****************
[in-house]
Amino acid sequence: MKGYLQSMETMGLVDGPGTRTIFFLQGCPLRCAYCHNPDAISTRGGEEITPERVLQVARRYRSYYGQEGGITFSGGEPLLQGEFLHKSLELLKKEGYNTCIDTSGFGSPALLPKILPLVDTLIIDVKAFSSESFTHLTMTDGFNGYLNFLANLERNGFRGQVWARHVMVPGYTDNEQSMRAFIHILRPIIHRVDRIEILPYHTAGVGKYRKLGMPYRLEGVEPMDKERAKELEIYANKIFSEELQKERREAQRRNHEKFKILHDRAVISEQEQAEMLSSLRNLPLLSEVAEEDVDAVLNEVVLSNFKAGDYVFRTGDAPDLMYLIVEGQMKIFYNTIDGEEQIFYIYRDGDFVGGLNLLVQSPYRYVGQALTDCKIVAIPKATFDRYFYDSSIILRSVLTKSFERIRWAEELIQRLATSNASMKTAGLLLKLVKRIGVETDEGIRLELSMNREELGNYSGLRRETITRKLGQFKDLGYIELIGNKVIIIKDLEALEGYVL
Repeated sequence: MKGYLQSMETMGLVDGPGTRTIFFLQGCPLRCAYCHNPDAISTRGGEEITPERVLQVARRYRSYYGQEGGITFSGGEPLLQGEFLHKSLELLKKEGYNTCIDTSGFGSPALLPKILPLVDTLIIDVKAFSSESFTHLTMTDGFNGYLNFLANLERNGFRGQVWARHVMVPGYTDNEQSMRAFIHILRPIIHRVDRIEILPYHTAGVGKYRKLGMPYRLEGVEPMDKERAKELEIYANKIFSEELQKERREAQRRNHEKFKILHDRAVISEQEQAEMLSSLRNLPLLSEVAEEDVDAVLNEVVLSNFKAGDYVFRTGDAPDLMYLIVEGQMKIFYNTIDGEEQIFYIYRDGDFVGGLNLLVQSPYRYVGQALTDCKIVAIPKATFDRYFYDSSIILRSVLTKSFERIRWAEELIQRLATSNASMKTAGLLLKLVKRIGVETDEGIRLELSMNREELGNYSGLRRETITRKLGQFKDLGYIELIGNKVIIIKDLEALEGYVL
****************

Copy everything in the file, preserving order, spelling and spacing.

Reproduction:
[in-house]
Amino acid sequence: MKGYLQSMETMGLVDGPGTRTIFFLQGCPLRCAYCHNPDAISTRGGEEITPERVLQVARRYRSYYGQEGGITFSGGEPLLQGEFLHKSLELLKKEGYNTCIDTSGFGSPALLPKILPLVDTLIIDVKAFSSESFTHLTMTDGFNGYLNFLANLERNGFRGQVWARHVMVPGYTDNEQSMRAFIHILRPIIHRVDRIEILPYHTAGVGKYRKLGMPYRLEGVEPMDKERAKELEIYANKIFSEELQKERREAQRRNHEKFKILHDRAVISEQEQAEMLSSLRNLPLLSEVAEEDVDAVLNEVVLSNFKAGDYVFRTGDAPDLMYLIVEGQMKIFYNTIDGEEQIFYIYRDGDFVGGLNLLVQSPYRYVGQALTDCKIVAIPKATFDRYFYDSSIILRSVLTKSFERIRWAEELIQRLATSNASMKTAGLLLKLVKRIGVETDEGIRLELSMNREELGNYSGLRRETITRKLGQFKDLGYIELIGNKVIIIKDLEALEGYVL
Repeated sequence: MKGYLQSMETMGLVDGPGTRTIFFLQGCPLRCAYCHNPDAISTRGGEEITPERVLQVARRYRSYYGQEGGITFSGGEPLLQGEFLHKSLELLKKEGYNTCIDTSGFGSPALLPKILPLVDTLIIDVKAFSSESFTHLTMTDGFNGYLNFLANLERNGFRGQVWARHVMVPGYTDNEQSMRAFIHILRPIIHRVDRIEILPYHTAGVGKYRKLGMPYRLEGVEPMDKERAKELEIYANKIFSEELQKERREAQRRNHEKFKILHDRAVISEQEQAEMLSSLRNLPLLSEVAEEDVDAVLNEVVLSNFKAGDYVFRTGDAPDLMYLIVEGQMKIFYNTIDGEEQIFYIYRDGDFVGGLNLLVQSPYRYVGQALTDCKIVAIPKATFDRYFYDSSIILRSVLTKSFERIRWAEELIQRLATSNASMKTAGLLLKLVKRIGVETDEGIRLELSMNREELGNYSGLRRETITRKLGQFKDLGYIELIGNKVIIIKDLEALEGYVL